Turns out the second year’s the charm for Michigan’s new pavement job… sort of. Overall, it was a fairly entertaining race, a combination of raw horsepower, difficult handling, and tire question marks keeping fans guessing start to finish. After last week’s snoozefest in the Pocono Mountains, NASCAR desperately needed an interesting event to drum up some momentum, and it got one. The race featured 22 lead changes among 13 leaders, the latter stat being close to a race record. The entertainment and drama of the event stemmed from unpredictability, more than passing as a mix of attrition and pit strategy shook up the field at seemingly every turn.

Unfortunately, for all the drama, it must be noted the race was entertaining in spite of the Gen-6 cars — not because of them. Much like last week at Pocono, having clean air on the nose was way, way, way too important, and only two cars, the Nos. 5 and 48, handled well enough in dirty air to pass at will. Virtually anyone could walk away from the field on Sunday provided they had that all-important aero advantage. We saw it early in the race when Jamie McMurray, who was objectively a 10th-to-15th place car, got to the front via pit strategy and was able to drive off to a massive lead. Clean air was stronger in this race than it has been all season, and had it not been for all of the unpredictable attrition and restarts, which spiced things up, this race could have taken a snoozer of a turn.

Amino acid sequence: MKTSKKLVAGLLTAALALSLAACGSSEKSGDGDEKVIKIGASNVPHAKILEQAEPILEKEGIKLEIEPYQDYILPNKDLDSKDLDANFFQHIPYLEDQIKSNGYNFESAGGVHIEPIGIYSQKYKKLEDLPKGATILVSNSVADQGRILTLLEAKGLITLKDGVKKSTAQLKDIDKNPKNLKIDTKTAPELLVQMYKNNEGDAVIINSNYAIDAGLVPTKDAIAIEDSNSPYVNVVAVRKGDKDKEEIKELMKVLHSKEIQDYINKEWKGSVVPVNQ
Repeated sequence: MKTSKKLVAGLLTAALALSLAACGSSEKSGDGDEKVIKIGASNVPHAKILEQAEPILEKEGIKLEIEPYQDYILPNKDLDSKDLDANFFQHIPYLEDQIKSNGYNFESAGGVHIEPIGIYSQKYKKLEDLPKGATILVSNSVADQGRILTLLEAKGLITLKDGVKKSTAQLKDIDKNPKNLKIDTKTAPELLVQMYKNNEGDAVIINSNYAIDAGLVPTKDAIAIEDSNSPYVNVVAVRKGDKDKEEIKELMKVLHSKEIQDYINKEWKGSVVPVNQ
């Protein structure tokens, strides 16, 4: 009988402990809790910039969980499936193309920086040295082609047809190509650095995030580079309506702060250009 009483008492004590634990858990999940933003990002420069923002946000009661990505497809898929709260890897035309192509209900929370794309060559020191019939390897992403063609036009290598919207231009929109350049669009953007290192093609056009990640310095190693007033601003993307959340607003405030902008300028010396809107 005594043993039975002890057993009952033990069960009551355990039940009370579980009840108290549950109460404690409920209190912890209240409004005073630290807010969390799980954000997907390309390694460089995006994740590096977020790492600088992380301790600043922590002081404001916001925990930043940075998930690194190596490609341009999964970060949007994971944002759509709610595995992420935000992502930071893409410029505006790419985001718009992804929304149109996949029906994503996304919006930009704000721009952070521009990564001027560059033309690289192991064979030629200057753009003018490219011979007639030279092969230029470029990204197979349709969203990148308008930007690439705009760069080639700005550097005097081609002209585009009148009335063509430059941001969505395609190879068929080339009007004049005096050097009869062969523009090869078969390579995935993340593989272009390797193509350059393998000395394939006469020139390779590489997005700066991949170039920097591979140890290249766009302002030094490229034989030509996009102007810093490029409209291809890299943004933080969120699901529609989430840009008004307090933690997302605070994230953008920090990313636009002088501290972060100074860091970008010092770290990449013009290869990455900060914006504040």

Could Ford’s Fusions, who have struggled this season be on the verge of a sizzling summer?

After a slow start to the year, Ford seems to have figured something out. The Blue Oval Brigade had perhaps its best showing in Michigan, as three of their ace drivers (Greg Biffle, Carl Edwards, and Joey Logano) ran in the top 5-7 for the duration of the race and delivered top-10 finishes. Biffle was especially impressive, as he seemed to have one of the only cars that could make decisive passes in dirty air other than the Hendrick stalwarts. With three months remaining until the Chase, leaving plenty of time for fine tuning Ford has to be feeling pretty good about themselves.